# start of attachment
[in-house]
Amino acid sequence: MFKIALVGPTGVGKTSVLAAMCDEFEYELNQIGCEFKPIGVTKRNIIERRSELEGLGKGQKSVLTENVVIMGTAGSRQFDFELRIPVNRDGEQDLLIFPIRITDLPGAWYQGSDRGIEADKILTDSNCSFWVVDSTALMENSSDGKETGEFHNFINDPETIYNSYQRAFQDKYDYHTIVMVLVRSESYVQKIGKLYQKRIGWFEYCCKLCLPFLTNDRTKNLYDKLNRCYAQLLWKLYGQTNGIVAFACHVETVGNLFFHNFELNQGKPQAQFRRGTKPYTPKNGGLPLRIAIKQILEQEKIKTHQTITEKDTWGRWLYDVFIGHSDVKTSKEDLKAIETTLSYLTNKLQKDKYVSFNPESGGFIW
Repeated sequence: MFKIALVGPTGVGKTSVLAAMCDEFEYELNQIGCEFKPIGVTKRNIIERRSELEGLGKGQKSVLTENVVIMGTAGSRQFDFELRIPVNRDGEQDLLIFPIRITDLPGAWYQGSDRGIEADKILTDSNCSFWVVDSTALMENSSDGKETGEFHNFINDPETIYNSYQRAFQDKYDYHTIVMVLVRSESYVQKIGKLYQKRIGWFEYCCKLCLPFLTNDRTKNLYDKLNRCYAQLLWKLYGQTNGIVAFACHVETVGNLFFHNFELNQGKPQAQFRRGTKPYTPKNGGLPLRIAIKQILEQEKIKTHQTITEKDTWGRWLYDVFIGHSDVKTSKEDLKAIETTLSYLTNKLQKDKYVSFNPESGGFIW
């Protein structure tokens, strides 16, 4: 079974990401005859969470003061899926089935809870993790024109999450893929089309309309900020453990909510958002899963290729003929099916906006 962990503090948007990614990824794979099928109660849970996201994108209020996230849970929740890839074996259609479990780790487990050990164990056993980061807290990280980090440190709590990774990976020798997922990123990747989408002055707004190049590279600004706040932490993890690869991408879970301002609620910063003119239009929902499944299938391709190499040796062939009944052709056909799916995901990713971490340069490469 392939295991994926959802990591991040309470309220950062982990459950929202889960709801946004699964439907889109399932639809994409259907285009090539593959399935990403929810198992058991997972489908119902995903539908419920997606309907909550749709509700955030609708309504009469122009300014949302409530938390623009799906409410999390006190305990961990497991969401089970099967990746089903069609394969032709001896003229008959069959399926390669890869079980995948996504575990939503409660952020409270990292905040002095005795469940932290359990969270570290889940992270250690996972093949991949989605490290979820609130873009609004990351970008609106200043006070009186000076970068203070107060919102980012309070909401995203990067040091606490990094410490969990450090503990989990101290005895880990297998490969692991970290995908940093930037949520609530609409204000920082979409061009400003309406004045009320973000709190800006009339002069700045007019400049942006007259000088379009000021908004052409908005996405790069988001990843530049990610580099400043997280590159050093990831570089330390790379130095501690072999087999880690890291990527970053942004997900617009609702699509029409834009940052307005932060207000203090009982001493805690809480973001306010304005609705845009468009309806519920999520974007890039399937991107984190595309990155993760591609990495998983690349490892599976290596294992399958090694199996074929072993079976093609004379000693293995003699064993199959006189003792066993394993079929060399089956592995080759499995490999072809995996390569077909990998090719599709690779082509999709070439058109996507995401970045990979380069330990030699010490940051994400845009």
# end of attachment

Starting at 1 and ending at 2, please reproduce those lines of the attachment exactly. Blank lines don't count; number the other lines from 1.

[in-house]
Amino acid sequence: MFKIALVGPTGVGKTSVLAAMCDEFEYELNQIGCEFKPIGVTKRNIIERRSELEGLGKGQKSVLTENVVIMGTAGSRQFDFELRIPVNRDGEQDLLIFPIRITDLPGAWYQGSDRGIEADKILTDSNCSFWVVDSTALMENSSDGKETGEFHNFINDPETIYNSYQRAFQDKYDYHTIVMVLVRSESYVQKIGKLYQKRIGWFEYCCKLCLPFLTNDRTKNLYDKLNRCYAQLLWKLYGQTNGIVAFACHVETVGNLFFHNFELNQGKPQAQFRRGTKPYTPKNGGLPLRIAIKQILEQEKIKTHQTITEKDTWGRWLYDVFIGHSDVKTSKEDLKAIETTLSYLTNKLQKDKYVSFNPESGGFIW